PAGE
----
FDA Warns Against Hysterectomy Technique That May Spread Cancer

PHOTO: Hooman Noorchashm and his wife, Amy Reed, have been trying to ban practice of surgical morcellation.
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A Boston couple behind a campaign to stop doctors from performing a controversial surgical procedure is applauding a new U.S. Food and Drug Administration warning against doctors performing the procedure called laparoscopic power morcellation.

The FDA want doctors to stop using laparoscopic power morcellation during the removal of the uterus or uterine fibroids since it poses a risk of spreading unsuspected cancerous tissue beyond the uterus.

The procedure involves a small metal device that shreds tissue, in this case fibroids or the uterus, which is then removed through a small incision in the abdomen. The surgical technique came under scrutiny last December after two cases came to light where the women undergoing the procedure had undetected cancer cells spread through their body during the surgery.

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One of those cases involved Dr. Amy Reed, 41, an anesthesiologist at Beth-Israel Hospital in Boston. Reed underwent a laparoscopic hysterectomy morcellation last fall. During the procedure undetected cancer cells were spread through her abdomen. A few days after her surgery she was diagnosed with a stage IV cancer called leiomyosarcoma.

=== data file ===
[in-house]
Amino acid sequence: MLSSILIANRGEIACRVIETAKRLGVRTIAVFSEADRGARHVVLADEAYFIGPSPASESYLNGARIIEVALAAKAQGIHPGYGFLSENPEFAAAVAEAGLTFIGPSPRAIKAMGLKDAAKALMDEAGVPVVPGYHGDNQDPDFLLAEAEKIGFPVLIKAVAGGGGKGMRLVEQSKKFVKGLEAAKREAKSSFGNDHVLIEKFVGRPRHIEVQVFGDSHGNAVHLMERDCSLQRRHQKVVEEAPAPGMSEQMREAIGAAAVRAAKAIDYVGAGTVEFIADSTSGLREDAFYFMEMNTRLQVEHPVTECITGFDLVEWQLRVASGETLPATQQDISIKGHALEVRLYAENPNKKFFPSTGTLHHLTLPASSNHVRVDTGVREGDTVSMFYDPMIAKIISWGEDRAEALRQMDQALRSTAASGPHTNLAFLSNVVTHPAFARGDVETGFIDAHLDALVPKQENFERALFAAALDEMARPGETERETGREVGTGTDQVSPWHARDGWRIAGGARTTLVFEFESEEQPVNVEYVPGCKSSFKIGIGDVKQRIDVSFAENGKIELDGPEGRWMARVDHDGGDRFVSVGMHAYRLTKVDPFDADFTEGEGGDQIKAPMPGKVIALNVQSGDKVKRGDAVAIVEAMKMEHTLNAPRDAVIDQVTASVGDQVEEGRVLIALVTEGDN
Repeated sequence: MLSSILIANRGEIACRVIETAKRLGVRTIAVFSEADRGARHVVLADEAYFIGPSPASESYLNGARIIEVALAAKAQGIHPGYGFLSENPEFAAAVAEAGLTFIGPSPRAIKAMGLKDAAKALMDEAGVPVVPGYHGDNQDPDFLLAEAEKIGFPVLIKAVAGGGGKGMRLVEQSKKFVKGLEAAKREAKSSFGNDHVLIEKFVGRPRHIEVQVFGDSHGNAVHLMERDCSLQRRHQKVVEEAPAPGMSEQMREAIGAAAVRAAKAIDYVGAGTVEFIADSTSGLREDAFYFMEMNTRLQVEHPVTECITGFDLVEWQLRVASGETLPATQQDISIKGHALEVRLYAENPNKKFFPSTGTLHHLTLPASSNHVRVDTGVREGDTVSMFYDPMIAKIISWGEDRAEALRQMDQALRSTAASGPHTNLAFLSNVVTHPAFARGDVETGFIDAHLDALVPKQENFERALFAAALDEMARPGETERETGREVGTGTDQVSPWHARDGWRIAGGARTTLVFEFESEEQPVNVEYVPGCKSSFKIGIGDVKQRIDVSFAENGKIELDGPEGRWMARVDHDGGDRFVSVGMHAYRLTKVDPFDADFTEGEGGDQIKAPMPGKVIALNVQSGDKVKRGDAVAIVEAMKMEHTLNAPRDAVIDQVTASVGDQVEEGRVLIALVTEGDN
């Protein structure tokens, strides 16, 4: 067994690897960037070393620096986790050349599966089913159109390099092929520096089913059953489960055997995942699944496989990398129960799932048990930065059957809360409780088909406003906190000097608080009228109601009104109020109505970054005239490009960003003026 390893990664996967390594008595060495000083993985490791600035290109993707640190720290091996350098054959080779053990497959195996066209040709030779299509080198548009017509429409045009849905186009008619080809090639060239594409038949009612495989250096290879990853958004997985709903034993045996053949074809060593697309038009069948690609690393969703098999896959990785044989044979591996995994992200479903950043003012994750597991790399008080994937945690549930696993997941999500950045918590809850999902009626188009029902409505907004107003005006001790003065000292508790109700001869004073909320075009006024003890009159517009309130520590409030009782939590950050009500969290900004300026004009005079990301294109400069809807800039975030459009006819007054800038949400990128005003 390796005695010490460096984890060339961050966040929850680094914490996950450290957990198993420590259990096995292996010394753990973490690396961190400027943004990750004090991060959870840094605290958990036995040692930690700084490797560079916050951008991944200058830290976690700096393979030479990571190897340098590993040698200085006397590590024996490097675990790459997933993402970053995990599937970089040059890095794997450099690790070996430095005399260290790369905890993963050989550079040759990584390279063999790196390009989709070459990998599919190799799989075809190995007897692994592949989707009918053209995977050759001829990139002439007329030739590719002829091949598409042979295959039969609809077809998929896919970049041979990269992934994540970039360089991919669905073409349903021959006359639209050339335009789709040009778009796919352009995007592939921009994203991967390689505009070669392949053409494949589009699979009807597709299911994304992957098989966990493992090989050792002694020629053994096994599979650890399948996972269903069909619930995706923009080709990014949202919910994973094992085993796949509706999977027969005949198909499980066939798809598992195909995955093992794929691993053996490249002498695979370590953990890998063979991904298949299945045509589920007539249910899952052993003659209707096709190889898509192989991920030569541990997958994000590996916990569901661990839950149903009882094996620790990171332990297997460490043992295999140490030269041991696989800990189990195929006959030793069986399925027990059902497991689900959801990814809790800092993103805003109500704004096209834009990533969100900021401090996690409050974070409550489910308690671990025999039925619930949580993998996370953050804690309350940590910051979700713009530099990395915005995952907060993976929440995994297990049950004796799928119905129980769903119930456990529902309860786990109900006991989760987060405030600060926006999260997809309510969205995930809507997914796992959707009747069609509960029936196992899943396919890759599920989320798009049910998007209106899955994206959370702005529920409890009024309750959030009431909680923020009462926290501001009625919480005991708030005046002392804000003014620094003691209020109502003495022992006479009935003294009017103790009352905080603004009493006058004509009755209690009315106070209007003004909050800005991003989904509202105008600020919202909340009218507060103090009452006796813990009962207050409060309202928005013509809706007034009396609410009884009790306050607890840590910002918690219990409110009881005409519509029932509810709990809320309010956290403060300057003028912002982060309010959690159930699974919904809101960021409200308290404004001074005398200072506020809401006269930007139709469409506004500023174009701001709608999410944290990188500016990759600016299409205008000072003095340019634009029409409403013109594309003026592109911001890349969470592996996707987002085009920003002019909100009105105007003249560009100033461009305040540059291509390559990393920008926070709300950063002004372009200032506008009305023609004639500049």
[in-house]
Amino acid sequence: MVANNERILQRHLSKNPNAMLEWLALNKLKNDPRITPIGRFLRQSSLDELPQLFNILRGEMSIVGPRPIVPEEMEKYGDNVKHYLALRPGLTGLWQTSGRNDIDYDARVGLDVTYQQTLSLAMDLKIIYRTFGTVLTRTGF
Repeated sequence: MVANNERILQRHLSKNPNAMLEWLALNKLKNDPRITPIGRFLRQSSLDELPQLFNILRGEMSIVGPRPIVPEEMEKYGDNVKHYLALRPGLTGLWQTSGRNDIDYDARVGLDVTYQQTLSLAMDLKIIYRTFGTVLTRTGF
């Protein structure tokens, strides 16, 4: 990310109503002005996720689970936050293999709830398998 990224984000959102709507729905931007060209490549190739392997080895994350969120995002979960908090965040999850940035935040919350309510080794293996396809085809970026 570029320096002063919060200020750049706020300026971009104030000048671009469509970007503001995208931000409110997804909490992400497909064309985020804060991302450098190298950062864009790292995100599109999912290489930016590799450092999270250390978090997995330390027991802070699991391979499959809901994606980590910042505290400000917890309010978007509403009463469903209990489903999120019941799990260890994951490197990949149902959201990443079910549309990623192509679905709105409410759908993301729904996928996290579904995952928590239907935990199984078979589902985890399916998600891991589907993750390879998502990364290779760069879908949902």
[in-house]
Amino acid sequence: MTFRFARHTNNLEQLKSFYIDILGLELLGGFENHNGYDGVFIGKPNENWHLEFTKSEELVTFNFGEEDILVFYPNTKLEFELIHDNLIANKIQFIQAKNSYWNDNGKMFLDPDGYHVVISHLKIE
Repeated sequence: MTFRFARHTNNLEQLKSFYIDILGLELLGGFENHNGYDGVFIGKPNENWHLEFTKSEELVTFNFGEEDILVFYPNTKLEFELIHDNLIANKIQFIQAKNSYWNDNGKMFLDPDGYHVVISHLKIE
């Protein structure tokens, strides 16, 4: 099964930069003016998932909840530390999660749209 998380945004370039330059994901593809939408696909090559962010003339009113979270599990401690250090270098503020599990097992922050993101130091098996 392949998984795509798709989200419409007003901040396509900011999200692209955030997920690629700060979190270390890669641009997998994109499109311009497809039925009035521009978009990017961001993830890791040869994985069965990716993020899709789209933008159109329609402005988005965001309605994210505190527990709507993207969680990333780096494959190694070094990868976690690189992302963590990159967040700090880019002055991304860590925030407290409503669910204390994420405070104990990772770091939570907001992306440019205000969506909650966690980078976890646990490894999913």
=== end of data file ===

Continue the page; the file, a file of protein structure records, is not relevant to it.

According to the FDA statement, approximately 1 in 350 women who are having a hysterectomy or myomectomy (to remove uterine fibroids) have an undetected type of cancer called uterine sarcoma. The morcellation of this tissue could lead it to spread throughout the abdomen.

Since her diagnosis, Reed and her husband Hoorman Noorchashm, a surgeon at Brigham and Women’s Hospital in Boston, have launched a campaign to get doctors and hospitals to stop using the procedure including a Change.org petition with nearly 8,000 signatures and meeting with politicians and writing to different gynecological and surgical organizations in the medical community.

Noorchashm said he has been disappointed with some initial reactions from hospitals and medical staff but called the FDA decision a “major step forward.”

“The major accomplishment is going to be 10 years from now when Amy is cancer-free,” said Noorchashm. “What helped here was the sheer magnitude of the truth here…I just didn’t stop. I’ve been generating somewhere between three to ten emails a day since November.”

Since Reed’s diagnosis, two medical articles have been published in the Journal of American Medical Association questioning the safety of the procedure.

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